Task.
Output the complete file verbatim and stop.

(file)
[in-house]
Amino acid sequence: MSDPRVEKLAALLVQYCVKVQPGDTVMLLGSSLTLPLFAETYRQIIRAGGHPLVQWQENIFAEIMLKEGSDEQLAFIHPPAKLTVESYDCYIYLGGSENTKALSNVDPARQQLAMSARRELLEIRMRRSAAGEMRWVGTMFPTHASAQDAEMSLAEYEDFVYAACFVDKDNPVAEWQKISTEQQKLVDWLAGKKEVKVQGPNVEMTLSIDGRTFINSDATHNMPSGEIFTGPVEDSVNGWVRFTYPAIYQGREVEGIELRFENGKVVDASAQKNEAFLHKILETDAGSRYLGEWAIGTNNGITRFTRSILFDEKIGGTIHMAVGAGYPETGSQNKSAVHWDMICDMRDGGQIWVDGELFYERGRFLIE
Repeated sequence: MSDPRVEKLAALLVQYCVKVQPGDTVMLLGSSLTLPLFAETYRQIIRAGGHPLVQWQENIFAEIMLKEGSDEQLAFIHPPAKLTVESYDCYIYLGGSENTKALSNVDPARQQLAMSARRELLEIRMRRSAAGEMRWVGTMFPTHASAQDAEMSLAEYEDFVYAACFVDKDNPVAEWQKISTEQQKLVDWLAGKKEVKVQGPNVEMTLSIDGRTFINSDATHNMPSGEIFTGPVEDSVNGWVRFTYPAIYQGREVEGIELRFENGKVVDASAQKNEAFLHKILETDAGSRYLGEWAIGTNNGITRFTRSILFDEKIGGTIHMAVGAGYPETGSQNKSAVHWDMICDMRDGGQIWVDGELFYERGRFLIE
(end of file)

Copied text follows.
[in-house]
Amino acid sequence: MSDPRVEKLAALLVQYCVKVQPGDTVMLLGSSLTLPLFAETYRQIIRAGGHPLVQWQENIFAEIMLKEGSDEQLAFIHPPAKLTVESYDCYIYLGGSENTKALSNVDPARQQLAMSARRELLEIRMRRSAAGEMRWVGTMFPTHASAQDAEMSLAEYEDFVYAACFVDKDNPVAEWQKISTEQQKLVDWLAGKKEVKVQGPNVEMTLSIDGRTFINSDATHNMPSGEIFTGPVEDSVNGWVRFTYPAIYQGREVEGIELRFENGKVVDASAQKNEAFLHKILETDAGSRYLGEWAIGTNNGITRFTRSILFDEKIGGTIHMAVGAGYPETGSQNKSAVHWDMICDMRDGGQIWVDGELFYERGRFLIE
Repeated sequence: MSDPRVEKLAALLVQYCVKVQPGDTVMLLGSSLTLPLFAETYRQIIRAGGHPLVQWQENIFAEIMLKEGSDEQLAFIHPPAKLTVESYDCYIYLGGSENTKALSNVDPARQQLAMSARRELLEIRMRRSAAGEMRWVGTMFPTHASAQDAEMSLAEYEDFVYAACFVDKDNPVAEWQKISTEQQKLVDWLAGKKEVKVQGPNVEMTLSIDGRTFINSDATHNMPSGEIFTGPVEDSVNGWVRFTYPAIYQGREVEGIELRFENGKVVDASAQKNEAFLHKILETDAGSRYLGEWAIGTNNGITRFTRSILFDEKIGGTIHMAVGAGYPETGSQNKSAVHWDMICDMRDGGQIWVDGELFYERGRFLIE